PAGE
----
Follow us:

Soundposts

A blog for Seattle music lovers of all stripes, from hip-hop and indie rock to jazz and world music.

September 22, 2014 at 1:50 PM

S makes ‘Cool Choices’ and King Tuff casts a ‘Black Moon Spell’ | New recordings

S, ‘Cool Choices’ (Hardly Art)

Fall is a good time to blast cathartic rock music through headphones — or a Bluetooth Beats pill, whatever works. In that vein, “Cool Choices” excels, a steely, hushed album from Seattle singer-songwriter S (Jenn Ghetto of Carissa’s Wierd). It carries the thrill of this indie-rock-guitar player pushing into synth pop and piano ballads — and writing her best songs, with unflinching lyrics about failed/failing relationships. Highlights include the oceanic “Loser,” about how some people were born losers, will die losers and how you lose friends as you get older. Another track, “Tell Me,” is cutting and confidently chilled with electronics: “Did you [ …] tell her the same things? And when you were through, did you find out the same things about you?” Ghetto keeps it more real than other writers, and has less  time for her characters’ hangups. The way she arranges songs from tense to release is cleanly highlighted by producer/engineer Chris Walla from Death Cab for Cutie. They make a good team.

King Tuff, ‘Black Moon Spell’ (Sub Pop)

The new King Tuff album features  guitar player Kyle Thomas in demon mode, inhabiting an Id-driven character somewhat like Eminem’s Slim Shady or Madlib’s Quasimoto, mixing cigarette butts with bubble gum (and sex and drugs). The music sounds like the Ramones, Exploding Hearts, T. Rex and, um, Stone Temple Pilots, full of righteous electric guitar riffs and nasally vocals.  “Eyes of the Muse” is his glistening entry into the temple of song — totally majestic and sophisticated. His transitions between tracks are also perfect (“Headbanger” into “Beautiful Thing,” for instance). He’s thought of everything, down to the sequencing. With production by Bobby Harlow at Studio B in Los Angeles,  the sounds are in their right place, giving great heft to high school (anti-) jock jams (“Black Holes in Stereo,” “Eddie’s Song”). Drums tumble and guitars get louder exactly when they should, hand claps are expertly placed. This might be too derivative to be a classic album, but it frequently transcends earth to rock heaven.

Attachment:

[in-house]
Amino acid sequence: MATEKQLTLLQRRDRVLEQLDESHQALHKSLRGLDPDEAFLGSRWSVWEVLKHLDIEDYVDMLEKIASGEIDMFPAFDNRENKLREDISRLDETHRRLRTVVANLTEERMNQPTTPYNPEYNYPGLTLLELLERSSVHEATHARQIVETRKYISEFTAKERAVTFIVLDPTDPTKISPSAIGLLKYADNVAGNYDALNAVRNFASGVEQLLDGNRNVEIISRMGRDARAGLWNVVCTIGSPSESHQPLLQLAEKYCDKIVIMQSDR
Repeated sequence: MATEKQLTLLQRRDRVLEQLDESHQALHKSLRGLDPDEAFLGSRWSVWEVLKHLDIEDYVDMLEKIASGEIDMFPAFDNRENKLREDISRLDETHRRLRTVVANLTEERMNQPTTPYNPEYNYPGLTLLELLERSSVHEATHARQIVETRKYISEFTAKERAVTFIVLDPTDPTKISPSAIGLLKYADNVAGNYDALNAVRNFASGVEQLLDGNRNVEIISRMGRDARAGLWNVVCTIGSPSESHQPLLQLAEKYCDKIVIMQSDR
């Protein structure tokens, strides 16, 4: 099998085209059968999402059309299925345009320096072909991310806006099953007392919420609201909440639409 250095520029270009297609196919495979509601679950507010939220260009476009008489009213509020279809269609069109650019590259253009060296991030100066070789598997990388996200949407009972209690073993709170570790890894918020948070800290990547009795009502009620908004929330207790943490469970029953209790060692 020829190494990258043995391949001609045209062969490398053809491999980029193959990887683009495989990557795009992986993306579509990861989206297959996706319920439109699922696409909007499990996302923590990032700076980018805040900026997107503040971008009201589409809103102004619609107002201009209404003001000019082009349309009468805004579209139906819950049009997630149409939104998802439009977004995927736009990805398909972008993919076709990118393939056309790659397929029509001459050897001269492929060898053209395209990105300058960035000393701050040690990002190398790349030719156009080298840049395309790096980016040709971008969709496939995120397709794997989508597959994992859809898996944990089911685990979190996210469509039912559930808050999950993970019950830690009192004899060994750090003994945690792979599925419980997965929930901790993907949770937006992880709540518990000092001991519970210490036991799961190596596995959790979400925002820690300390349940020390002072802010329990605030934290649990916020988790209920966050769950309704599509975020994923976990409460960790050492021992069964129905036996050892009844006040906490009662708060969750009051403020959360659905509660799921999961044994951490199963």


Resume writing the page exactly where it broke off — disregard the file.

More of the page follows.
Comments | Topics: Hardly Art, King Tuff, S

COMMENTS

No personal attacks or insults, no hate speech, no profanity. Please keep the conversation civil and help us moderate this thread by reporting any abuse. See our Commenting FAQ.



The opinions expressed in reader comments are those of the author only, and do not reflect the opinions of The Seattle Times.


The Seattle Times

The door is closed, but it's not locked.

Take a minute to subscribe and continue to enjoy The Seattle Times for as little as 99 cents a week.

Subscription options ►

Already a subscriber?

We've got good news for you. Unlimited seattletimes.com content access is included with most subscriptions.

Subscriber login ►
The Seattle Times

To keep reading, you need a subscription upgrade.

We hope you have enjoyed your complimentary access. For unlimited seattletimes.com access, please upgrade your digital subscription.

Call customer service at 1.800.542.0820 for assistance with your upgrade or questions about your subscriber status.

The Seattle Times

To keep reading, you need a subscription.

We hope you have enjoyed your complimentary access. Subscribe now for unlimited access!

Subscription options ►

Already a subscriber?

We've got good news for you. Unlimited seattletimes.com content access is included with most subscriptions.

Activate Subscriber Account ►